Skyline Park Design Threatened by Renovation

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Landslide

Skyline Park Design Threatened by Renovation

Skyline Park Design Threatened by Renovation
Sep 15, 2002
Connie Wanke, ASLA

Upon its dedication over 25 years ago, Skyline Park became a signature landmark for the City of Denver, CO. The park, an emblematic work by visionary landscape architect Lawrence Halprin, immediately grew to be a destination point for local residents, businesses, workers, and visitors to the city.

Continued mismanagement and lack of maintenance by Denver’s Department of Parks and Recreation over an extended period of time, has unfortunately removed the original ambiance of Skyline Park. Chipped concrete, broken planters and lights, grass replaced with wood chips, and non-working fountains has resulted in a lack of park use and security.

In November 1998, the City of Denver passed a bond Issue for improvements to its city parks. Two million dollars was allotted for the repair and restoration of Skyline Park. Unfortunately, the Denver Parks and Recreation Department decided not to look into a restoration/rehabilitation of the park, but to ‘scrape’ the park and use the area for a series of entertainment plazas.

This idea was recommended to Parks and Recreation by the Downtown Denver Business Improvement District and the Downtown Denver Partnership, and motivated by the possibility of additional funding for the project.

A l997 re-design plan was prepared by local landscape architectural firm Design Workshop, Inc. for the park. It recommended the total demolition of all three blocks of Skyline Park, and replacing those blocks with flat areas of grass and basketball courts, and turning the fountains into tot lots and planters. Fortunately this plan was rejected under public protest.

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Skyline Park, Denver, CO - Photo by Charles Birnbaum, 2001

In l999, another programming study and document was completed by Urban Strategies/Greenberg Associates, Toronto, Canada. This plan also recommended Halprin’s original design be discarded, and the park replaced with flat hard surfaced plazas to accommodate events, a large movie screen, and a ticket booth with an underground coffee shop attached to the historic D & F Tower. This plan was also discarded under public protest.

In 2002, the City of Denver and Downtown Denver Partnership completed a Request for Applications (RFA) process and negotiated a contract with Thomas Balsley Associates, New York, New York, for yet a third redesign of Skyline Park. In addition, the City assembled the Skyline Review Committee, which included preservationists, local citizens groups, city departments, and members of the business community to ‘guide’ Mr. Balsley’s team in the final design.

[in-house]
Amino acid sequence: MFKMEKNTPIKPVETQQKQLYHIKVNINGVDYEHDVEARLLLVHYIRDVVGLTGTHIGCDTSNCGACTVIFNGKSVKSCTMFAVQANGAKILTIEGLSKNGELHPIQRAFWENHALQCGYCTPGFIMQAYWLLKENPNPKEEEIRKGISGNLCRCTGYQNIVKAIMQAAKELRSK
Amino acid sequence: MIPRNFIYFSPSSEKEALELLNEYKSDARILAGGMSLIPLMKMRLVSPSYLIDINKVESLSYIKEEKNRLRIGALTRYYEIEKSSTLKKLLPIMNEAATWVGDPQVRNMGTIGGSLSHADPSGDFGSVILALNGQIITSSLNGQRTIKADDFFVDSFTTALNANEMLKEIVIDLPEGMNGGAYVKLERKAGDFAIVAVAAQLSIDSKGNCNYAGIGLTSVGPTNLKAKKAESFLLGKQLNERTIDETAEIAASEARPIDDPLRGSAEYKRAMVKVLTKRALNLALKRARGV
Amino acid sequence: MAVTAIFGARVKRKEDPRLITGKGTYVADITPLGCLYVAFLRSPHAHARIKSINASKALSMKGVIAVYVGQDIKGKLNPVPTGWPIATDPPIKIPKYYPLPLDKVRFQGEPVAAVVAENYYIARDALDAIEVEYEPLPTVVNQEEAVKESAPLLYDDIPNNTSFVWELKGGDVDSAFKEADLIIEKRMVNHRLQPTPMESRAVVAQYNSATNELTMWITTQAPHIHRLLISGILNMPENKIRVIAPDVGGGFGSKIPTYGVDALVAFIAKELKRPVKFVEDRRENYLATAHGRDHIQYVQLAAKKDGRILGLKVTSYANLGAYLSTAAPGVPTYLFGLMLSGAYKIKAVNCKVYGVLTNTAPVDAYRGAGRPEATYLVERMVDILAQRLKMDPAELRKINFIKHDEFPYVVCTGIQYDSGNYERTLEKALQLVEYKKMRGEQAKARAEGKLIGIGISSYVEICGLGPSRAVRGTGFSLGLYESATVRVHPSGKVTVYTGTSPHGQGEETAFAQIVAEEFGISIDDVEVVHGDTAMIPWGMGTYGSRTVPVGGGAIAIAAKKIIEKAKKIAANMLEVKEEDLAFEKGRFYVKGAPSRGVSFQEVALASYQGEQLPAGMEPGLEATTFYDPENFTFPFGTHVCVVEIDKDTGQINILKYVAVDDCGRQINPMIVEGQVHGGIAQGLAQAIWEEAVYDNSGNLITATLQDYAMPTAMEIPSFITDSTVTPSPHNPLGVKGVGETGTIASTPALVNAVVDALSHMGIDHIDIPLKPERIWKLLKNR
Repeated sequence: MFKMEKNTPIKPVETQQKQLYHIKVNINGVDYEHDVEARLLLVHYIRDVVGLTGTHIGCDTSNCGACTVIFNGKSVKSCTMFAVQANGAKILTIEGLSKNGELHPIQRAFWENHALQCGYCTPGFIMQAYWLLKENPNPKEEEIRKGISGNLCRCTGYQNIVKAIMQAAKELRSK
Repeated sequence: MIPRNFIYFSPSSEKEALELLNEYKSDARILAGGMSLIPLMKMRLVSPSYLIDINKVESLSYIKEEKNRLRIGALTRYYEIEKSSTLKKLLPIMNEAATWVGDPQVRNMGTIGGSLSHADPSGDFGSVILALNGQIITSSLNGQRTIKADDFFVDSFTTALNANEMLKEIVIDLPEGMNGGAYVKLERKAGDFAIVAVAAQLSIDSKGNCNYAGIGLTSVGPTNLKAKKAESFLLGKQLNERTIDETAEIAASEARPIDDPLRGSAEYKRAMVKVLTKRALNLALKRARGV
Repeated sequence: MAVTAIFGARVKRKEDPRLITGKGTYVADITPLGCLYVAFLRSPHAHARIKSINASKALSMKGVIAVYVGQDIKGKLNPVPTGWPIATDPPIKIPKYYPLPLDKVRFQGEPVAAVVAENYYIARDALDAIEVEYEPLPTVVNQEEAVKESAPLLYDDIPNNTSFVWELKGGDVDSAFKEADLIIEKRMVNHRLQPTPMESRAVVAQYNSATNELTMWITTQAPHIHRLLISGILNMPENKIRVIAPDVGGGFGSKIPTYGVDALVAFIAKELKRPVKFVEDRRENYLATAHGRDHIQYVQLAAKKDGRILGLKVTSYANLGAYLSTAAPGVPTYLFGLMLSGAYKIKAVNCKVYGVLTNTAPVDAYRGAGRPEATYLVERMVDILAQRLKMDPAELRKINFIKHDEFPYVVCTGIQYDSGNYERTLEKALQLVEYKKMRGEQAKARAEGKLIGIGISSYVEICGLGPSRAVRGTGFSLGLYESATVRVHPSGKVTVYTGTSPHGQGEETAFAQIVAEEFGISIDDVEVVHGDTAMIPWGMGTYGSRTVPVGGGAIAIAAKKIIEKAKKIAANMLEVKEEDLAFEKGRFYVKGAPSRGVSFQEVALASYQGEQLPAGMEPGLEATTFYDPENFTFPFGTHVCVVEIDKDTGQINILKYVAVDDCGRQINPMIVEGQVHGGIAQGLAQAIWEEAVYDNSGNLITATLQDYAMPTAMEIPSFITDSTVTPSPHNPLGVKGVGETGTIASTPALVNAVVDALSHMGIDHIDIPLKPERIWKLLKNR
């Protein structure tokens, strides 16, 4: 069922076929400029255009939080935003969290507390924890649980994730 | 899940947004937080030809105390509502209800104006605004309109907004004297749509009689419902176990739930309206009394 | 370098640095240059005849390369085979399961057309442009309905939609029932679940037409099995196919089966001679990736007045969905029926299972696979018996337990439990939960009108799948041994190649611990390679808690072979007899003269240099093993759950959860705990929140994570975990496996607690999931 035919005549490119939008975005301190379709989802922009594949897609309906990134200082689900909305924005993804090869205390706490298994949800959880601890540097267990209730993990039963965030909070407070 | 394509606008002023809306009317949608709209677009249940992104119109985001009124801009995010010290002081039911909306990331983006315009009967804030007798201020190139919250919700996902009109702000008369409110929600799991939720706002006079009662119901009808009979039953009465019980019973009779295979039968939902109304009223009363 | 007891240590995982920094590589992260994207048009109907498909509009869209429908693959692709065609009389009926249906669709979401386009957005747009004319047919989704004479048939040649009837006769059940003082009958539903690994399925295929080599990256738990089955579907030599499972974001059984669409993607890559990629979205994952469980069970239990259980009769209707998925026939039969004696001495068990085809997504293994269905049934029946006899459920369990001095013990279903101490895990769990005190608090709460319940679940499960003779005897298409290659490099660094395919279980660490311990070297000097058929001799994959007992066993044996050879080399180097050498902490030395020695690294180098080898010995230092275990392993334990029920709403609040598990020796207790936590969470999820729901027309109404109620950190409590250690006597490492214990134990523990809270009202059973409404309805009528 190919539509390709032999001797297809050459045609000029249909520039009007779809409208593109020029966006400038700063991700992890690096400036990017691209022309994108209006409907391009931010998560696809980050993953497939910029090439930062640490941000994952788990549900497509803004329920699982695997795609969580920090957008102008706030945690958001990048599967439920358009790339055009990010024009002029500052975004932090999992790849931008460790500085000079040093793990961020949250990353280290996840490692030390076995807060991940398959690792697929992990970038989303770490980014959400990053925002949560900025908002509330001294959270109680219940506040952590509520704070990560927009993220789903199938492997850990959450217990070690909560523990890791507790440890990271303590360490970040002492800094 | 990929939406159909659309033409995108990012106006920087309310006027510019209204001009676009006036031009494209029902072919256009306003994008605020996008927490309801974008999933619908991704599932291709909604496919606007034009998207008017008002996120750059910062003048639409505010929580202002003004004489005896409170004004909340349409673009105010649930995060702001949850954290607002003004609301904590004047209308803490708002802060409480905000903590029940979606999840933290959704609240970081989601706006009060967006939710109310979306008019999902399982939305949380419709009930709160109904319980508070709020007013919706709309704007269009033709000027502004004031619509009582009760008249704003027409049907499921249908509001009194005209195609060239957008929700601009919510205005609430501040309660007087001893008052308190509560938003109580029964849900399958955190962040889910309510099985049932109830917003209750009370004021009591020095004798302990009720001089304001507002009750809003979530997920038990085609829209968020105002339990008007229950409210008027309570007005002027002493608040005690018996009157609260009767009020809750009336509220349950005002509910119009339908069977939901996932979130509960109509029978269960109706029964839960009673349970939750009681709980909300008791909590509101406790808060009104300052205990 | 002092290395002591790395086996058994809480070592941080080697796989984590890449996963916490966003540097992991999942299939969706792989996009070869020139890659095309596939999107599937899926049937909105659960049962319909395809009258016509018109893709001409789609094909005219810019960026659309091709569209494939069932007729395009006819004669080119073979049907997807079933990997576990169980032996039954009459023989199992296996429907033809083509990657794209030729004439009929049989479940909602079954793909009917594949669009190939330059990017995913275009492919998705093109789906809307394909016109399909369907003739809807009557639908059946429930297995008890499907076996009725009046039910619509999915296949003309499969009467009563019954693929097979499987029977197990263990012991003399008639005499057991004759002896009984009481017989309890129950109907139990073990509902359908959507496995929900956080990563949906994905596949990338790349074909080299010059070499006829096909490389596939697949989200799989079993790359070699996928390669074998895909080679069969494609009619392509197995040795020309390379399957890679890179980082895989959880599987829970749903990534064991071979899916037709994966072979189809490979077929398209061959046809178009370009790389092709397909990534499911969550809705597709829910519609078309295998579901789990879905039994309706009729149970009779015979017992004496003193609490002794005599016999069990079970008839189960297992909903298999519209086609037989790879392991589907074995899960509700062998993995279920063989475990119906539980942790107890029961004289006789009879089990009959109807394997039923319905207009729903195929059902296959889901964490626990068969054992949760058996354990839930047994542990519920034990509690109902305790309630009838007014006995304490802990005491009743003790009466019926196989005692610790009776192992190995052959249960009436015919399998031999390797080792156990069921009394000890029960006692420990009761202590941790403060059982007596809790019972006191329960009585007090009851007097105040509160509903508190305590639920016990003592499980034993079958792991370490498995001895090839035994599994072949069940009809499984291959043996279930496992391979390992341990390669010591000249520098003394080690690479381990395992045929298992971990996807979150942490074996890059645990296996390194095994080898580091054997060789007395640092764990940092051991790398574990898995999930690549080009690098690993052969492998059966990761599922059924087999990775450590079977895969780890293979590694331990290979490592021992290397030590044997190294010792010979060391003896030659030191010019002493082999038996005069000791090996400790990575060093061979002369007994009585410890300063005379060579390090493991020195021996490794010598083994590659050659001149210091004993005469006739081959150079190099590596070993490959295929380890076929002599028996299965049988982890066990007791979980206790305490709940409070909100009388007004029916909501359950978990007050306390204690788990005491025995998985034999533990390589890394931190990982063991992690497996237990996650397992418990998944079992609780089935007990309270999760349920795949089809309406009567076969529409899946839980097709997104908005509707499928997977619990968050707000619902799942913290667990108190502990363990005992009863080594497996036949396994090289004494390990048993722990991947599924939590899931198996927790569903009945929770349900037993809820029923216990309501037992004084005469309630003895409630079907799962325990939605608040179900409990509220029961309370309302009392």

Three plans were presented to the Skyline Review Committee by the firm of Thomas Balsley Associates. The first was a ‘retro-fit’ of Lawrence Halprin’s original park, which incorporated modifications necessary to update the Park to better meet existing community and use conditions. Lawrence Halprin consulted with Mr. Balsley on this plan. The second plan recommended keeping two or three of the original fountains, but nothing else. The third plan recommended demolishing the park and starting over.

After 9 months of study and review of the three conceptual plans, the Skyline Review Committee was unable to reach a consensus over the future of the park. The second alternative was eliminated, but half the committee wants the Park to be totally removed and completely redesigned, while the other half would like the city to retain Lawrence Halprin’s original design integrity.

In September 2002, a public hearing was held and over 250 people came. The hearing was a wonderful display of public participation. Over 60 speakers, including a homeless young man who frequented the park, a professor from the University of Colorado-Denver Architecture School, members of the City Council and Denver Planning Board, members of the preservation community, landscape architects, architects, and local residents, all came to express their views on which direction they would like to see the city take in regards to Skyline Park.

Speaking in favor of preservation/rehabilitation of the park are the National Trust for Historic Preservation, the Colorado Historical Society, Colorado Preservation, Inc., the Friends of Skyline Park, Denver Public Schools Shakespeare Festival, as well as numerous local citizens and professionals.

Although divided, the majority of the participants wanted the city to pursue a plan which more closely represents Lawrence Halprin’s original design. No decision was made at the hearing, but the Parks Advisory Board met the following week, and after a lengthy discussion, recommended the project to be sent back to the Skyline Park Review Committee for further refinement.

The two plans contain many areas of ‘common ground’ between committee members. It will be up to the Skyline Review Committee to extend that ‘common ground’ even further and reach a consensus sometime in the beginning of 2003.